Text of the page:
Jekyll is a BBC drama series about a modern day Dr. Jekyll and Mr. Hyde. The story opens in the middle, as the protagonist, Dr. Jackman is dealing with his uncontrollable transformations. There's nothing in this series that knowing the original story can spoil for you. You meet Mr. Hyde in the very first episode. You are told about the original story very early on. Before we get to the spoilers, I want to recommend that you consider buying or renting the series. What follows will certainly ruin a few surprises.(more...)
What you don't expect is the radically unique way they handle the transformation. There are no prosthetics. No computer graphics. The makeup changes just slightly. The magic is all in the writing and the performance. Dr Jackman is a mousy, but at times surprisingly strong scientist. Mr. Hyde is a psychotic, but at times surprisingly protective... something else. James Nesbitt delivers what would, in my opinion, be an Academy Award worthy performance as both. Hyde has some wonderful lines, which I didn't expect. He has a habit of referring to his alter ego as "Daddy" in an almost lurid way that sends a chill up the spine.
The meat of the season deals with two groups: Jackman's family and a mysterious group that Jackman slowly discovers has been manipulating him for years. His family consists of a wife and two sons. For some time now, Jackman has been leading a double-life, even without the transformations. He's been attempting to keep his transformations a secret from his family, but more importantly, he's trying to keep his family a secret from Hyde. He removes his wedding ring and any identification that would lead Hyde back to his country home. He's also hired a young assistant to keep his and Hyde's secrets for them while reporting whatever each of them want to share.
Absolutely none of these characters are who you expect them to be at first. His wife is not quite a "plant", but she has ties that go back as far as the original Dr Jekyll about whom the non-quite-fictional story was written. The frightened private investigator that Jackman hired to discover where Hyde was going isn't quite so terrified as she seemed, and she and her lovely office assistant / lover become important characters, working with Jackman's wife and assistant to save Jackman from the shadowy organization that has been behind so much of his life to date.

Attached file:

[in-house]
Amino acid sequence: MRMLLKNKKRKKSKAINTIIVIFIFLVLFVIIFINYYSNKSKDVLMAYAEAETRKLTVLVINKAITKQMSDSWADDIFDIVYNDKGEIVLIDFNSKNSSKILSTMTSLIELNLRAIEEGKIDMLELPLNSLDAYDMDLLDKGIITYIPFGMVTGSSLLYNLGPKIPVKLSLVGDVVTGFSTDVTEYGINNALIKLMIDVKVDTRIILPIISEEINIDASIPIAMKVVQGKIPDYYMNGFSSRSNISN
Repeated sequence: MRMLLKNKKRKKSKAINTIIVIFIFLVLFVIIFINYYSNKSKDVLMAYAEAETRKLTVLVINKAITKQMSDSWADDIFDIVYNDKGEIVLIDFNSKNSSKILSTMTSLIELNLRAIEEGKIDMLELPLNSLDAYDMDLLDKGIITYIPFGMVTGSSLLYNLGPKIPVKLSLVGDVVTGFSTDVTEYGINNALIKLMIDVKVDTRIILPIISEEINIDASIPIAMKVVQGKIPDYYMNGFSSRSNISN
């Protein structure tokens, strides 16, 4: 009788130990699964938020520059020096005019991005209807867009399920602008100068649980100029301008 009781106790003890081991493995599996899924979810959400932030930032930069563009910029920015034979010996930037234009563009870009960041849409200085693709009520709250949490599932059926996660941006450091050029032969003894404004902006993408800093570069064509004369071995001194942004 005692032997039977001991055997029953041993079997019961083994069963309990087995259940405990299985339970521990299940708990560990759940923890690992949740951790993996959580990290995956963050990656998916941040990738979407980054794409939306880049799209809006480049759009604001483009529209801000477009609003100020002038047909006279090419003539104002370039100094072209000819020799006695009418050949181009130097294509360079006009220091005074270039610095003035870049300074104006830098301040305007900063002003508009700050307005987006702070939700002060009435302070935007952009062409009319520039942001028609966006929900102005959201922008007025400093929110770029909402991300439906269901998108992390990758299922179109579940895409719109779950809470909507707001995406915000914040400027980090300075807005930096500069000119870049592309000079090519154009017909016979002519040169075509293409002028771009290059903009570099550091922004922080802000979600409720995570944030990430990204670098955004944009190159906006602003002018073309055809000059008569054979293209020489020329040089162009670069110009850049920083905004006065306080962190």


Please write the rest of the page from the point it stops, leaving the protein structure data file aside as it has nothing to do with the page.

By the sixth and last episode of this very short season, nothing is as it was at first. Jackman and Hyde are revealed to be not quite so different from each other after all, and the two of them work together, each making sacrifices to save what is most important to both of them. Hyde isn't quite a child, but he's not quite a man, either. This gives the writers the chance to ask questions about the nature of their protagonist that wouldn't make any sense coming from a more fully developed character. For example, at one point he says, "I walk through this funny little world of yours, and I'm so strong that I don't even notice it," but soon after he's forced to back down in order to protect those that matter to him, and he practically cries, "why am I not a superman?" It's not clear if Hyde is asking about the cartoon character or Nietzsche's Übermensch, but either works well. Ultimately Hyde is the antithesis of the Übermensch, as it is his merely human qualities that bind him to what he and Jackman care most about.
I've heard no word about this show's fate, (update 2009: it's toast, but one season is still a treasure) but I'm hopeful that they'll have the chance to try this out for a second, and longer season. It certainly has the potential to turn into the 1980s The Incredible Hulk, but it also has the potential to be much more. The dialog and story development were original and unpredictable in the first season. If this team, and primarily executive producer and BBC writer extraordinaire Steven Moffat can pull off a second season like that, they may have quite the hit on their hands.